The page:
Experimental Colonic Obstruction and Anastomotic Healing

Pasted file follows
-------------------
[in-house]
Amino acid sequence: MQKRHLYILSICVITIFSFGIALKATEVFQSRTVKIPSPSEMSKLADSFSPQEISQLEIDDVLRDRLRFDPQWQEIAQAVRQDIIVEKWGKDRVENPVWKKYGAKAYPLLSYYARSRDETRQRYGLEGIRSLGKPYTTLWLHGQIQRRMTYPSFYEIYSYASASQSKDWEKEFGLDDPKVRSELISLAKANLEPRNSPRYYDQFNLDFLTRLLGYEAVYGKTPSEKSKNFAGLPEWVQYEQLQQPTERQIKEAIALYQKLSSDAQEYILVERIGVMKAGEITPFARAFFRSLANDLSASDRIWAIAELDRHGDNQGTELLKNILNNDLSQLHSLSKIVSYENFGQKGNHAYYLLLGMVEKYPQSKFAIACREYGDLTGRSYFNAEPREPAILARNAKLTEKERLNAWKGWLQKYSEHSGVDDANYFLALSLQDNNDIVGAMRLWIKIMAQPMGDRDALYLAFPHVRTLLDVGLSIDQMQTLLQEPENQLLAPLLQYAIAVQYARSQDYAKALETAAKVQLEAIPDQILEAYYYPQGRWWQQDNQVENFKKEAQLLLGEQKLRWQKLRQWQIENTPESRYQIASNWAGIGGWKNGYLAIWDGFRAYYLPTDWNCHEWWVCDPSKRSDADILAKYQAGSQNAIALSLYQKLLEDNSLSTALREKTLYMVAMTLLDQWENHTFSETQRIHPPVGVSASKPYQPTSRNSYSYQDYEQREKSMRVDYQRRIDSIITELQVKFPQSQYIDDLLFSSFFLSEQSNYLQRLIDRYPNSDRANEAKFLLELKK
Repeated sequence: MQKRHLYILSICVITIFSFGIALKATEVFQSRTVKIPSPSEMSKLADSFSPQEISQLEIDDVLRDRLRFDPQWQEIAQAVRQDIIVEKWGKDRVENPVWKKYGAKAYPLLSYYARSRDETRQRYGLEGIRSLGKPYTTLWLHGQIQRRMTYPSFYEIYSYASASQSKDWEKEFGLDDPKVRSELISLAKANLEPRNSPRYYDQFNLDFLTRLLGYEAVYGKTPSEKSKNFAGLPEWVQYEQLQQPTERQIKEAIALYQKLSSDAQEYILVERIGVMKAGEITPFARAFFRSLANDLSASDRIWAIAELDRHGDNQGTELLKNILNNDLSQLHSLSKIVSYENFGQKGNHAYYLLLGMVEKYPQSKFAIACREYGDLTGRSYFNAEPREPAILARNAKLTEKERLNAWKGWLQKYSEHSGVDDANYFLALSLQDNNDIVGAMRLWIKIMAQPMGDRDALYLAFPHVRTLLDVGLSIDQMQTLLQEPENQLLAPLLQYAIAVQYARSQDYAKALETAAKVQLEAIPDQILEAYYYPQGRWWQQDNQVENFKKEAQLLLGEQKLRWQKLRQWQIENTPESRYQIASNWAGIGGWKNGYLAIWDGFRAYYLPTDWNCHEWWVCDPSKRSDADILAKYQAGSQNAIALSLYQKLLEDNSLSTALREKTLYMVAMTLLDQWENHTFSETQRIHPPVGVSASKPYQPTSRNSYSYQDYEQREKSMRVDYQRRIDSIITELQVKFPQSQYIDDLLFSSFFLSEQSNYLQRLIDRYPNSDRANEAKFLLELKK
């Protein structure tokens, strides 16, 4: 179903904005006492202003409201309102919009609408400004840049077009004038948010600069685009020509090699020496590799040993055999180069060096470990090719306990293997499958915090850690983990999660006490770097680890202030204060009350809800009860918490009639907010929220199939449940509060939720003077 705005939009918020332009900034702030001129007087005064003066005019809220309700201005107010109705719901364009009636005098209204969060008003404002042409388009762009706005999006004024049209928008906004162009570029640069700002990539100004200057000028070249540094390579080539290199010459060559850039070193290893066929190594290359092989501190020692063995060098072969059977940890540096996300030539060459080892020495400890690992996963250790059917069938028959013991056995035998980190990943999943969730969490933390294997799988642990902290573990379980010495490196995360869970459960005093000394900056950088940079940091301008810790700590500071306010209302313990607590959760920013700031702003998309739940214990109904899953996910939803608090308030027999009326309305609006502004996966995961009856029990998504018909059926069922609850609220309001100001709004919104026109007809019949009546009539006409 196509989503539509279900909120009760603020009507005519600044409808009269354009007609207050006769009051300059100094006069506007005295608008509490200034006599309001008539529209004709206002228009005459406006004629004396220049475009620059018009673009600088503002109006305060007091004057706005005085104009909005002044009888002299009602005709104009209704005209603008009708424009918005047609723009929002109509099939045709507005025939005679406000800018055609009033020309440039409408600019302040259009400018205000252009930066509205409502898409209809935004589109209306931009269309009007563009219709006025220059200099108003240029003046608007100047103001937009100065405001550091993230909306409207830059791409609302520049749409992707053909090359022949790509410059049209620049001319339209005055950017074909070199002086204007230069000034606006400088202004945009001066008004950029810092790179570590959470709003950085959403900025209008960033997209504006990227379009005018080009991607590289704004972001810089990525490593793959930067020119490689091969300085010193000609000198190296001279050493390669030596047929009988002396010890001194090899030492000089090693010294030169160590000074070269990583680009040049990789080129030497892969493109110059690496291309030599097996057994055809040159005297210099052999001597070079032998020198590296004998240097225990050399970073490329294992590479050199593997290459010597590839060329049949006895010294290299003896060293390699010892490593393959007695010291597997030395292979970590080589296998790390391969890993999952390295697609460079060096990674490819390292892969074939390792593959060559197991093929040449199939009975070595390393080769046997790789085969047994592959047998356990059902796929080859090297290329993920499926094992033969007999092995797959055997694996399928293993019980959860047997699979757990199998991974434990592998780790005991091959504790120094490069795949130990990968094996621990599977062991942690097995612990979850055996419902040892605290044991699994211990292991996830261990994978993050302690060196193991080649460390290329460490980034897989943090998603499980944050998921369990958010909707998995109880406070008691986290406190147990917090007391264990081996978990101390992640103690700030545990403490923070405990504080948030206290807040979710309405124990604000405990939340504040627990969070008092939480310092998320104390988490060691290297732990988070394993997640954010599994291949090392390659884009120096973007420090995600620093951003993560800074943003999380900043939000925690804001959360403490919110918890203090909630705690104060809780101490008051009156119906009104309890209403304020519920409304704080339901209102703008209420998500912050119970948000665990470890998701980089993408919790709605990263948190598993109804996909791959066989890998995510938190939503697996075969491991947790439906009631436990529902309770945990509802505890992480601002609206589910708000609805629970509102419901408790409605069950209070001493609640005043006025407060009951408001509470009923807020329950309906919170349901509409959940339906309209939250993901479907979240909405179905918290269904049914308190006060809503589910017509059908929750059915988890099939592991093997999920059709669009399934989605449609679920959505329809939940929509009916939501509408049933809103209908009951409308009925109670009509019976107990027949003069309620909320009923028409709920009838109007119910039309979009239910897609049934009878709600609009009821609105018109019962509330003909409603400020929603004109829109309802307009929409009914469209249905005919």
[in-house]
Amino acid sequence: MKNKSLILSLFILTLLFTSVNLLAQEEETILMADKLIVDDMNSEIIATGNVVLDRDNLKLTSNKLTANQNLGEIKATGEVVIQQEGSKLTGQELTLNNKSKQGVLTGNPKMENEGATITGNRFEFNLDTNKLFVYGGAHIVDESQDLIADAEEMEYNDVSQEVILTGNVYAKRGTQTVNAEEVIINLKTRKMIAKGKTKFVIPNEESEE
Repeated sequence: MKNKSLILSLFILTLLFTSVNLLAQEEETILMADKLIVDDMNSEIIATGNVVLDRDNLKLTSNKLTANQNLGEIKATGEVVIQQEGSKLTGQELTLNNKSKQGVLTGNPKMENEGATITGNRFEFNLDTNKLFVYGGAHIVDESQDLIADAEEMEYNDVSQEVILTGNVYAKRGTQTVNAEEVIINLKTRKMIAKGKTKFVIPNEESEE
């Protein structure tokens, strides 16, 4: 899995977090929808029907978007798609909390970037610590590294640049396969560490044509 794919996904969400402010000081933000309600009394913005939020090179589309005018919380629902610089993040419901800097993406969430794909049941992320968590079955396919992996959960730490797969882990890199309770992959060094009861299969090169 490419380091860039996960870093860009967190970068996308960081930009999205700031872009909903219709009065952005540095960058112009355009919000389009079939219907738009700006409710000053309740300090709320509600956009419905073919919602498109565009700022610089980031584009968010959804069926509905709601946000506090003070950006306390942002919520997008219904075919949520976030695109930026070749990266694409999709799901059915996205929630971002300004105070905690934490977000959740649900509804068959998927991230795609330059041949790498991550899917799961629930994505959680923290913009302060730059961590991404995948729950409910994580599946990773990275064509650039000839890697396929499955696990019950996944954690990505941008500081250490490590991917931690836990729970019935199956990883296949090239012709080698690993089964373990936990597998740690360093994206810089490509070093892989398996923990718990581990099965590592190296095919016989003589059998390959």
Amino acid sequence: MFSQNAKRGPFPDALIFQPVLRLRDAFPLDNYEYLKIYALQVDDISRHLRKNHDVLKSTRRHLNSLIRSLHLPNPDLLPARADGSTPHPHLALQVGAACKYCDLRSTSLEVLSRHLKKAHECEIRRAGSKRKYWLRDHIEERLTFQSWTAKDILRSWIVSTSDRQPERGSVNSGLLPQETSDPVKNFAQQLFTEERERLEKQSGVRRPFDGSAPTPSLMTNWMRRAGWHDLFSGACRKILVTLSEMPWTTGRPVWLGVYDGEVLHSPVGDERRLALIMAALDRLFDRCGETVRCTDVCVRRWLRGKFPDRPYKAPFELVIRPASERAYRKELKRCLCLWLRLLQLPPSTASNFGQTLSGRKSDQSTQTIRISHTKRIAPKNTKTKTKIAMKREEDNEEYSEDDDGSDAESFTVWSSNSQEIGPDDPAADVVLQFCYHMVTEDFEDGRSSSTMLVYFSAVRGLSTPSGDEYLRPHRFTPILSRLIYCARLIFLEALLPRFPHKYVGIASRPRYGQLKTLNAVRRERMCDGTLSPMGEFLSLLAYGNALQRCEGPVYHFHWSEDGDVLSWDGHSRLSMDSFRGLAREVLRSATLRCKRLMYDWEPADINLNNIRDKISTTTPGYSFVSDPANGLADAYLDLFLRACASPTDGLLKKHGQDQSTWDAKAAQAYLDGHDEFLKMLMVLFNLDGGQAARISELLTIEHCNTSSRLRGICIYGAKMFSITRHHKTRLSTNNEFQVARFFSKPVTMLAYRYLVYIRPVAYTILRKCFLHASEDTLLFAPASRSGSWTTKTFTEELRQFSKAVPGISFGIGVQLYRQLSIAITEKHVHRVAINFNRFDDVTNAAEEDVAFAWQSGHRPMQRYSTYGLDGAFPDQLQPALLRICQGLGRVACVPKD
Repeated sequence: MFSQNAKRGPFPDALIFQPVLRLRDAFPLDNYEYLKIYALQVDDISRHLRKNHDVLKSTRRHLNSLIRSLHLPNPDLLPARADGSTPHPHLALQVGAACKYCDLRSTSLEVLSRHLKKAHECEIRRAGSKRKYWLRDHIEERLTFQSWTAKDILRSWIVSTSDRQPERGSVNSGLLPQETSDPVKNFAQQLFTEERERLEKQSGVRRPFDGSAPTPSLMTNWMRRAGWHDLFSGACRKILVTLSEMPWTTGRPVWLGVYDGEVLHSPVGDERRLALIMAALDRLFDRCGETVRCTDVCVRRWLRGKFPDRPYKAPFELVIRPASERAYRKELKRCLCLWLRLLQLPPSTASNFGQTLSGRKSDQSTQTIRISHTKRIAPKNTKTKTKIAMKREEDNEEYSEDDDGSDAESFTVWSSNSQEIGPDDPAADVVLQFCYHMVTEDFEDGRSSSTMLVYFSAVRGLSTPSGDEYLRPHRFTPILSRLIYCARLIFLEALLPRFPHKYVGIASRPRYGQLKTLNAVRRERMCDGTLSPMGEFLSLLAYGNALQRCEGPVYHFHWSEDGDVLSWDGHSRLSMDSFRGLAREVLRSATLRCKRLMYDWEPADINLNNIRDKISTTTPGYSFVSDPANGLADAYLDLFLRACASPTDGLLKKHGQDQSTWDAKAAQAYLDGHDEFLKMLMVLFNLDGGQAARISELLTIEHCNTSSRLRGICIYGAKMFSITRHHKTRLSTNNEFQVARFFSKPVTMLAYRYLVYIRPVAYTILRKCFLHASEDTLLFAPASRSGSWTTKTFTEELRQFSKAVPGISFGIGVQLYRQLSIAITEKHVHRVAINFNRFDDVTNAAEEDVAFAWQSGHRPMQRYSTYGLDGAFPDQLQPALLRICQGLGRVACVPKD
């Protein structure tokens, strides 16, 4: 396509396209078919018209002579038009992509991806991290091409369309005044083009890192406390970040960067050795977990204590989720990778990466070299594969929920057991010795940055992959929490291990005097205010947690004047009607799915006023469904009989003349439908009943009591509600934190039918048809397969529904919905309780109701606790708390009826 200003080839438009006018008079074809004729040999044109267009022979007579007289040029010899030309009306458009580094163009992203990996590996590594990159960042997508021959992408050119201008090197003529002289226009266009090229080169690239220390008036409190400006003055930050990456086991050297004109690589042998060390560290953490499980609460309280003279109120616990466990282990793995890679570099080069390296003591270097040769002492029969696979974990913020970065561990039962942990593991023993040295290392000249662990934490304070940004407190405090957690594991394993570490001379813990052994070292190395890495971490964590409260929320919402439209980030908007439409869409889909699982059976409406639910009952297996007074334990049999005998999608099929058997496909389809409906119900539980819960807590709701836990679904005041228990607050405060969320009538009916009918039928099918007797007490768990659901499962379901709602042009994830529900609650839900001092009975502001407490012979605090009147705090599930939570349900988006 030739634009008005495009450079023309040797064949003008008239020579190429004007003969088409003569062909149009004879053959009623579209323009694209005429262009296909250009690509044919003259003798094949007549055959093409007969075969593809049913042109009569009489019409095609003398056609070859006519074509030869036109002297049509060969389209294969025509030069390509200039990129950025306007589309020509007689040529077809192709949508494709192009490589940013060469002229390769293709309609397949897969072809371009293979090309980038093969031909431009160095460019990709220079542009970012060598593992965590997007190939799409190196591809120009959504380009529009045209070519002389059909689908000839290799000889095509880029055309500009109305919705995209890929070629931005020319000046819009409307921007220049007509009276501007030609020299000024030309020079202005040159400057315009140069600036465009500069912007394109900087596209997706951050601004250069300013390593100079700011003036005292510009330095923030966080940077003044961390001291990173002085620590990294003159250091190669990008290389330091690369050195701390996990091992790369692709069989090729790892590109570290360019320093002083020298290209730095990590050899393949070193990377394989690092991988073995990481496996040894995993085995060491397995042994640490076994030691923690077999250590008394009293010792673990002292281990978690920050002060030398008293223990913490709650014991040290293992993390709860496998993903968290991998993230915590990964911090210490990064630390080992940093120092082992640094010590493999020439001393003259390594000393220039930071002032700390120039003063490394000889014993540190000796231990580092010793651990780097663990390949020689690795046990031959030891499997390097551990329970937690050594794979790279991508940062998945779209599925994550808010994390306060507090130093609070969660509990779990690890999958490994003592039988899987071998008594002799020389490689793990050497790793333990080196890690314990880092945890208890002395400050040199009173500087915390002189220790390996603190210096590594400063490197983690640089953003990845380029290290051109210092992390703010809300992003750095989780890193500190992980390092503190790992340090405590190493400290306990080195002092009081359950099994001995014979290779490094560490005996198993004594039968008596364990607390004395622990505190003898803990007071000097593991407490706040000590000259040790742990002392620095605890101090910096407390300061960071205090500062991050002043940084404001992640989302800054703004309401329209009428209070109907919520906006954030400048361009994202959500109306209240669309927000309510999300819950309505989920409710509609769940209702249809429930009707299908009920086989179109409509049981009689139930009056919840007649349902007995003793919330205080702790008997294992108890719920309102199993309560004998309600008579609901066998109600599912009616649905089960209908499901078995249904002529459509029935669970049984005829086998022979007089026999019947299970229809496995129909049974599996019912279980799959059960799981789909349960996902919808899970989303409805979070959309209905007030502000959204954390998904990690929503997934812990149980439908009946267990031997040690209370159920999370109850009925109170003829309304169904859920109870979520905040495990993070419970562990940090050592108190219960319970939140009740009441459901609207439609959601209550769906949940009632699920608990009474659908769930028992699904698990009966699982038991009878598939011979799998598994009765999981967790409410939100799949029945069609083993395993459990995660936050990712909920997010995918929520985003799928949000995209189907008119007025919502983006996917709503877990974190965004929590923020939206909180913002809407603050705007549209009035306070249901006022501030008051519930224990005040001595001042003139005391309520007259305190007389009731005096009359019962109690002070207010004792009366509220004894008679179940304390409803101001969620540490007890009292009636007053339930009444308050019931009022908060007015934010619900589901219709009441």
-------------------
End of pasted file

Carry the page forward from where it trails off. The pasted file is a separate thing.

Abstract: Colorectal cancer is one of the most common malignant diseases world-wide. Most patients can be diagnosed, staged and treated by surgery in an elective setting. However, about one fifth of the patients will have an emergency presentation and in most cases due to malignant obstruction of the left colon. Immediate resection and anastomosis is feasible but carries a 3-fold higher risk of developing anastomotic leakage compared to elective surgery. Anastomotic healing in patients can be evaluated as clinical outcome and related to preoperative or peroperative patient factors. Experimental research renders it possible to study biochemical factors and cellular events during the course of healing. Previous research in the field of anastomotic healing has suggested a potential role for tissue-degrading enzymes on the loss of collagen in the proximity of an anastomosis leaving it vulnerable to dehiscence. The work presented in this thesis is mainly based on an established model of colonic obstruction in rat. It was found that already 24 hours after initiation of obstruction the collagen levels, analyzed as hydroxyproline, were substantially depressed proximal to the stenosis. On the other hand, the intestine had the capability to recover after relief of the obstruction since hydroxyproline levels were found to return to normal levels. The parallel in the clinical situation would be stenting of an obstruction as a bridge-to-surgery. The activity of matrix metalloproteinases is upregulated in obstructed rat colon and an anastomosis in this condition carries a high risk of leakage. The effect of a MMP inhibitor was investigated but was, contrary to expected, found to deteriorate the anastomoses. On the other hand, if an inhibitor could be delivered locally, improved healing could possibly be expected without unwanted effects, since breaking strength was increased with coated sutures in normal colon.
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